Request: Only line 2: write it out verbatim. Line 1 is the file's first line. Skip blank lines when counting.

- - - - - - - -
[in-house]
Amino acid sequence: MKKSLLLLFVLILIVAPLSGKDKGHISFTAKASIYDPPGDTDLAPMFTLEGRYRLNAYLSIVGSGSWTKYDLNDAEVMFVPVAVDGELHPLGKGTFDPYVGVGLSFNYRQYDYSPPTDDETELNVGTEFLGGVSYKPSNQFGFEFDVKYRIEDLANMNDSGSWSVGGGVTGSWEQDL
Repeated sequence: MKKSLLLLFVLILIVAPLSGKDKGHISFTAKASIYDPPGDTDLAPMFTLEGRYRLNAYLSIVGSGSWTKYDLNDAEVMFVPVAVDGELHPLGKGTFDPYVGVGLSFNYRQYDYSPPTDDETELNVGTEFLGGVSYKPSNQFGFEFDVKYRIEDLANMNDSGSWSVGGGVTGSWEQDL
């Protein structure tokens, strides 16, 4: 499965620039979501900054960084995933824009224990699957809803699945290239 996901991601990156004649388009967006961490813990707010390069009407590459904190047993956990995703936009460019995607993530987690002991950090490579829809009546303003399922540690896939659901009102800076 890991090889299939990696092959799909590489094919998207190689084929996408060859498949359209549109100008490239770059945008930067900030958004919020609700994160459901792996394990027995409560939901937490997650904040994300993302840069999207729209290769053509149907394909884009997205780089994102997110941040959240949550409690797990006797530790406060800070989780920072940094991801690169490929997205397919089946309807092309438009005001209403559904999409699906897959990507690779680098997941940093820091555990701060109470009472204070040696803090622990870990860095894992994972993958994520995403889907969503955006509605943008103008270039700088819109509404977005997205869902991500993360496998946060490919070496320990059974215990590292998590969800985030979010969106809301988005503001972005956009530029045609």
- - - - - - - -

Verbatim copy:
Amino acid sequence: MKKSLLLLFVLILIVAPLSGKDKGHISFTAKASIYDPPGDTDLAPMFTLEGRYRLNAYLSIVGSGSWTKYDLNDAEVMFVPVAVDGELHPLGKGTFDPYVGVGLSFNYRQYDYSPPTDDETELNVGTEFLGGVSYKPSNQFGFEFDVKYRIEDLANMNDSGSWSVGGGVTGSWEQDL